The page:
Have you ever heard of the 80/20 rule? Also called the Pareto Principle, it’s the idea that 80% of input comes from 20% of your input. In sales, this can mean that 80% of your revenue is being produced by 20% of your sales team’s efforts.
While the numbers don’t match up exactly, research shows that most of your sales team’s time isn’t taken up by activities that produce revenue. According to Insidesales.com, sales reps spend 36.6% of their time actually selling, while a study from GetMoreDone found that sales reps spent just 22% of their time selling.
So where do the hours go? A recent study found that reps are spending a lot of time on non-revenue generating activities, like internal communications, paperwork, meetings, and scheduling. Sales pros who are trying to write proposals can get stuck doing things that waste time, like chasing subject matter experts (SMEs), tracking down research, and looking for copies of old RFP responses.
All of that is keeping your team from spending time on the activities that truly matter: selling.
The busy life of a bid writer
It’s not just sales reps who are spread thin. Research from the Association of Proposal Management Professionals (APMP), the majority of proposal professionals work more than 40 hours per week. Fourteen percent report regularly working more than 50 hours per week. Considering that at least half of these professionals are writing bids in addition to their day jobs, that’s a lot of work — and probably a lot of work that is getting backed up.
Automating RFP responses, however, can help decrease the time writers are spending chasing SMEs, responding to emails, and doing research.
What is RFP automation?
RFP automation is just what it sounds like: automating part of the RFP response process using technology. Using artificial intelligence (AI) and machine learning, RFP automation software is able to assemble a basic proposal that a writer can fine tune so it fits the project you’re bidding on.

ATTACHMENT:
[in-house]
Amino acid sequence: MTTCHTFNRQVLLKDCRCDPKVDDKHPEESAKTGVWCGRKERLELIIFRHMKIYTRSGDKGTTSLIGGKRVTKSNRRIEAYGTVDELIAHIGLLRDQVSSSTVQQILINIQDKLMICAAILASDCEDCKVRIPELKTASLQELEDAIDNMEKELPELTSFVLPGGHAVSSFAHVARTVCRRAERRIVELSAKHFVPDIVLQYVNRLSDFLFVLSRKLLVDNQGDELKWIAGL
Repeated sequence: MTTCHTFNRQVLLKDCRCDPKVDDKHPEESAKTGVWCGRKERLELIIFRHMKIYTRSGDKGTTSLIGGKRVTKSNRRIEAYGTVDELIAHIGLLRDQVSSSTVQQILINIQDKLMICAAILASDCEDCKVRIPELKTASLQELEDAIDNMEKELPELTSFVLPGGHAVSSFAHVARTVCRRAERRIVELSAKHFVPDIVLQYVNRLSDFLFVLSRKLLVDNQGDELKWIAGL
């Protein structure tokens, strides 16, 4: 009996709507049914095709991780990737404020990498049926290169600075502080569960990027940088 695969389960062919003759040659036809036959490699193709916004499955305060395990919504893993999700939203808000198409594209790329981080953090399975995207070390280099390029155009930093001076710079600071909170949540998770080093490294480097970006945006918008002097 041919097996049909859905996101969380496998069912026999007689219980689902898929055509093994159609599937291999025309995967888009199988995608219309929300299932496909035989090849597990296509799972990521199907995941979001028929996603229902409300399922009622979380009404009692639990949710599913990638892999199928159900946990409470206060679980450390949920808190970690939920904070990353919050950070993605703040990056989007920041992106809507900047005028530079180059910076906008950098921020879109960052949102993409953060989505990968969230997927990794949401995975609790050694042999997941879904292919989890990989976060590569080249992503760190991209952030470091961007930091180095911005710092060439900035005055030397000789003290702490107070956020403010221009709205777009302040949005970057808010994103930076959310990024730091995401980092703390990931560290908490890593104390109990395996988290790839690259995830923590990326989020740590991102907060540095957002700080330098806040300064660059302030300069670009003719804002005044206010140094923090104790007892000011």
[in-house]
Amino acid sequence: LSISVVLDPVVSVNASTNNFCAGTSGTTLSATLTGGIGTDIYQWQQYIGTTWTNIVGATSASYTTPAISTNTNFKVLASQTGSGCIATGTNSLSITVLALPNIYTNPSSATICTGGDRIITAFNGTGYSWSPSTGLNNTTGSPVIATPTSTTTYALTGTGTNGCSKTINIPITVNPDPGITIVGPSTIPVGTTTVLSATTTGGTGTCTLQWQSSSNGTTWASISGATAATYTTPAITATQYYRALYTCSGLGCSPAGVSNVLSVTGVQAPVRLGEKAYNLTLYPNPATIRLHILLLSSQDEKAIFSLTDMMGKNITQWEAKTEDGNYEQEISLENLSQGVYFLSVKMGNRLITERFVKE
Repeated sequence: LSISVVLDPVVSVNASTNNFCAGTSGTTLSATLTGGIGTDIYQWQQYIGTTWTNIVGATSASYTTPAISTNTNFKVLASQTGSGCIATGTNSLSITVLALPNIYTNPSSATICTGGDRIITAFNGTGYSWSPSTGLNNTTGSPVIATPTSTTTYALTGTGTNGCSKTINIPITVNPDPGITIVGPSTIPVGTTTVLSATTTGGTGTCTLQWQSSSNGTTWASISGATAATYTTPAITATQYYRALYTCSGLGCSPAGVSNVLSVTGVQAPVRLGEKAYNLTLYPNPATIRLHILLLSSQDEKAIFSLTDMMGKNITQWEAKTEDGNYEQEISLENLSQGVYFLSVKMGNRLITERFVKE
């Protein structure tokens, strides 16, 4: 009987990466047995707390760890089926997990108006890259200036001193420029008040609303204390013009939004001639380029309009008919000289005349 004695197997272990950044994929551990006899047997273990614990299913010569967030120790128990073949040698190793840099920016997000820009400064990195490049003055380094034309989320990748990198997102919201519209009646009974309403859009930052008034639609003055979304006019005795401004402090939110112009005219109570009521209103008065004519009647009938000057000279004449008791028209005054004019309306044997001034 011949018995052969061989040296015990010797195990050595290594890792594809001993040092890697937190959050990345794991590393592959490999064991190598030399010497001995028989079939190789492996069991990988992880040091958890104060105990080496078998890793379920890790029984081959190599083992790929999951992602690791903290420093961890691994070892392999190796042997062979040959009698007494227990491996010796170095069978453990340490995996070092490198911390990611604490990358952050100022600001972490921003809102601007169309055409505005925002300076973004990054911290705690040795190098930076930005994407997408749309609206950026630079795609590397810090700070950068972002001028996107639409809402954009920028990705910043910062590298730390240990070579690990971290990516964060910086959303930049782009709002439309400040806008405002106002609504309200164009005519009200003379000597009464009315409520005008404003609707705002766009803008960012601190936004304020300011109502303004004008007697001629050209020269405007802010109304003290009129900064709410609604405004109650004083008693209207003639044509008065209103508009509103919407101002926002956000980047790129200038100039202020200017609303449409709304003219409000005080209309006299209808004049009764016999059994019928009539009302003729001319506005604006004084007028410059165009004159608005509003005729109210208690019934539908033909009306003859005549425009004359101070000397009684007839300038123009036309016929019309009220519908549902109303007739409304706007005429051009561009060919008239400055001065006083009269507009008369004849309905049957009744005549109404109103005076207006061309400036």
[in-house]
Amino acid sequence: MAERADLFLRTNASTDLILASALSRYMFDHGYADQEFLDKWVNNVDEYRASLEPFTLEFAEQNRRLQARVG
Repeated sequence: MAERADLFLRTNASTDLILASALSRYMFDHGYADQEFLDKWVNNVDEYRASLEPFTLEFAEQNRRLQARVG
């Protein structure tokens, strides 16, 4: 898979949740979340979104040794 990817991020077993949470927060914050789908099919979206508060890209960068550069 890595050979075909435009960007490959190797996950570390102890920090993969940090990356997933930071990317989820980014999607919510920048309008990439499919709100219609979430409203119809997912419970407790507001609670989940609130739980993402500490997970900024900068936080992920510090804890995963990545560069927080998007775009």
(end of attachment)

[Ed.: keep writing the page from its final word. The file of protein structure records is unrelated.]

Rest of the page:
Quick note: This doesn’t mean RFP automation is writing the whole bid for you, however. It’s just automating the repetitive, tedious parts so writers can focus on writing the best possible proposal.
How does RFP automation work?
If your writers are putting together an RFP response from scratch, the process looks like this: once the bid comes in, the writer (or proposal manager) sends questions out to various SMEs across your organization. They’ll need input from several departments: IT, legal, compliance, product, and any other stakeholders who should be included in the RFP response.
Those SMEs might get back to the writer immediately, and they might not. If not, the writer will have to chase them in order to get the information they need before the deadline. They might also start doing research, looking for the answers the SMEs might have provided for other proposals. This can take a lot of time, and is risky: those older answers might be out of date, or may not apply to the bid that’s being written now.
Meanwhile the SMEs are wasting time as well. This is probably not the first time they’ve been asked this question for an RFP response. Now they have to take time out of their day to write a new one or to find an old response. The entire process costs time and productivity at several levels of the organization.
RFP automation can solve this problem by saving and organizing RFP response content. Using RFP automation, an SME answers a question just once. Then the answer is added to a content library so it’s always there as a reference, and the writer can pull it up whenever they need it for a bid. This content library means a writer can very quickly pull together a first draft of an RFP response using pre-existing content. They can then work to improve that draft based on the customer’s needs.
How does RFP automation boost your workflow?
When your team is writing bids from scratch, it can take a long time— especially if your team is taking the time to craft detailed, complex proposals, and that can limit the number of proposals your organization can send out in a year. However, companies that invest in automation can improve their workflow and take in more business. According to VentureBeat, organizations that automate parts of the RFP process respond to an average of 43% more RFPs per year. In fact, according to SalesForce’s latest State of Sales report, top-performing sales organizations use automation.
By not getting bogged down in the repetitive tasks that are associated with bid-writing, RFP teams can save time and focus on the tasks that are likely to bring in more revenue, like connecting with customers, asking for the deal, or tailoring a proposal to a client’s needs.RFP automation, like Ombud’s RFP automation solution, might even let your hardworking sales team take a bit more time off.